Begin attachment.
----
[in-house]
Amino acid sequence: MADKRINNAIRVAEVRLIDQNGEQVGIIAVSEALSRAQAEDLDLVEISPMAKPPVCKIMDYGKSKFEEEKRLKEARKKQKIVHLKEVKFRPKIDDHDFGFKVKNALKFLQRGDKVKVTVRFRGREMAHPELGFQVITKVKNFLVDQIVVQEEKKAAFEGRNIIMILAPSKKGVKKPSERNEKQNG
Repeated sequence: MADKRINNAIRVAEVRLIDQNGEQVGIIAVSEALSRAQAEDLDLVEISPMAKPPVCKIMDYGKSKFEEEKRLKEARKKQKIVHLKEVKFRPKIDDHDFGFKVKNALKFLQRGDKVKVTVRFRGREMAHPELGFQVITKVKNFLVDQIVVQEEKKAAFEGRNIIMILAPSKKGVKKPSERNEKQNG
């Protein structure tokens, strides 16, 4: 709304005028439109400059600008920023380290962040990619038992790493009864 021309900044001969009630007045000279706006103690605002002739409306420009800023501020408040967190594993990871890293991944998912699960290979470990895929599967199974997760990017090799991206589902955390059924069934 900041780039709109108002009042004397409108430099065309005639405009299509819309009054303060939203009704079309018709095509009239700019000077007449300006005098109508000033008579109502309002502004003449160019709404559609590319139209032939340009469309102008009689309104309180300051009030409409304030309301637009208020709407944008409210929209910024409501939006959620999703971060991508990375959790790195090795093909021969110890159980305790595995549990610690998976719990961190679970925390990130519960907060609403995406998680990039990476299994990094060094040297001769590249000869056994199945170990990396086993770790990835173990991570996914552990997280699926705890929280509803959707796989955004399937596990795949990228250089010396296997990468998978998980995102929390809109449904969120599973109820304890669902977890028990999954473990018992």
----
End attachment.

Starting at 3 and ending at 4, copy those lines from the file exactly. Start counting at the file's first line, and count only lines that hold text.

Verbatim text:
Repeated sequence: MADKRINNAIRVAEVRLIDQNGEQVGIIAVSEALSRAQAEDLDLVEISPMAKPPVCKIMDYGKSKFEEEKRLKEARKKQKIVHLKEVKFRPKIDDHDFGFKVKNALKFLQRGDKVKVTVRFRGREMAHPELGFQVITKVKNFLVDQIVVQEEKKAAFEGRNIIMILAPSKKGVKKPSERNEKQNG
């Protein structure tokens, strides 16, 4: 709304005028439109400059600008920023380290962040990619038992790493009864 021309900044001969009630007045000279706006103690605002002739409306420009800023501020408040967190594993990871890293991944998912699960290979470990895929599967199974997760990017090799991206589902955390059924069934 900041780039709109108002009042004397409108430099065309005639405009299509819309009054303060939203009704079309018709095509009239700019000077007449300006005098109508000033008579109502309002502004003449160019709404559609590319139209032939340009469309102008009689309104309180300051009030409409304030309301637009208020709407944008409210929209910024409501939006959620999703971060991508990375959790790195090795093909021969110890159980305790595995549990610690998976719990961190679970925390990130519960907060609403995406998680990039990476299994990094060094040297001769590249000869056994199945170990990396086993770790990835173990991570996914552990997280699926705890929280509803959707796989955004399937596990795949990228250089010396296997990468998978998980995102929390809109449904969120599973109820304890669902977890028990999954473990018992």